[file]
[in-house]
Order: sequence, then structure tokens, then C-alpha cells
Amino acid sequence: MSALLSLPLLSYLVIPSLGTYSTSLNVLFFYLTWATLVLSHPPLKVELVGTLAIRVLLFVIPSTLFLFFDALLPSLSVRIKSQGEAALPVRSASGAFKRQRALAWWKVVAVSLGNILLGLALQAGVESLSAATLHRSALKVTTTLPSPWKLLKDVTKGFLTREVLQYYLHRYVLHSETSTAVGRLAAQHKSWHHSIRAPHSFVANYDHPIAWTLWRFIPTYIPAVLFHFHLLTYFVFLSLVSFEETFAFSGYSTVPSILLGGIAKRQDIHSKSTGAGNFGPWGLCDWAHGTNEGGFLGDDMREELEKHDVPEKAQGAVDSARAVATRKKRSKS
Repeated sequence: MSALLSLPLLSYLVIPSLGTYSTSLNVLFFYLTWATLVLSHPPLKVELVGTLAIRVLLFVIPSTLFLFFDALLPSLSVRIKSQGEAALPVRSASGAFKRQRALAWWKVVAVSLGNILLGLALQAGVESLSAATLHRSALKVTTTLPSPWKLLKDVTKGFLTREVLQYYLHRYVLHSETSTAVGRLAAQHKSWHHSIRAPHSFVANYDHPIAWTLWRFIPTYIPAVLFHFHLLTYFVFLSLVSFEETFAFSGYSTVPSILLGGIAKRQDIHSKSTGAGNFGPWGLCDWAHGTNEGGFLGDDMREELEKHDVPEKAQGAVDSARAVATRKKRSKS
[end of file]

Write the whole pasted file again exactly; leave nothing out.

[in-house]
Order: sequence, then structure tokens, then C-alpha cells
Amino acid sequence: MSALLSLPLLSYLVIPSLGTYSTSLNVLFFYLTWATLVLSHPPLKVELVGTLAIRVLLFVIPSTLFLFFDALLPSLSVRIKSQGEAALPVRSASGAFKRQRALAWWKVVAVSLGNILLGLALQAGVESLSAATLHRSALKVTTTLPSPWKLLKDVTKGFLTREVLQYYLHRYVLHSETSTAVGRLAAQHKSWHHSIRAPHSFVANYDHPIAWTLWRFIPTYIPAVLFHFHLLTYFVFLSLVSFEETFAFSGYSTVPSILLGGIAKRQDIHSKSTGAGNFGPWGLCDWAHGTNEGGFLGDDMREELEKHDVPEKAQGAVDSARAVATRKKRSKS
Repeated sequence: MSALLSLPLLSYLVIPSLGTYSTSLNVLFFYLTWATLVLSHPPLKVELVGTLAIRVLLFVIPSTLFLFFDALLPSLSVRIKSQGEAALPVRSASGAFKRQRALAWWKVVAVSLGNILLGLALQAGVESLSAATLHRSALKVTTTLPSPWKLLKDVTKGFLTREVLQYYLHRYVLHSETSTAVGRLAAQHKSWHHSIRAPHSFVANYDHPIAWTLWRFIPTYIPAVLFHFHLLTYFVFLSLVSFEETFAFSGYSTVPSILLGGIAKRQDIHSKSTGAGNFGPWGLCDWAHGTNEGGFLGDDMREELEKHDVPEKAQGAVDSARAVATRKKRSKS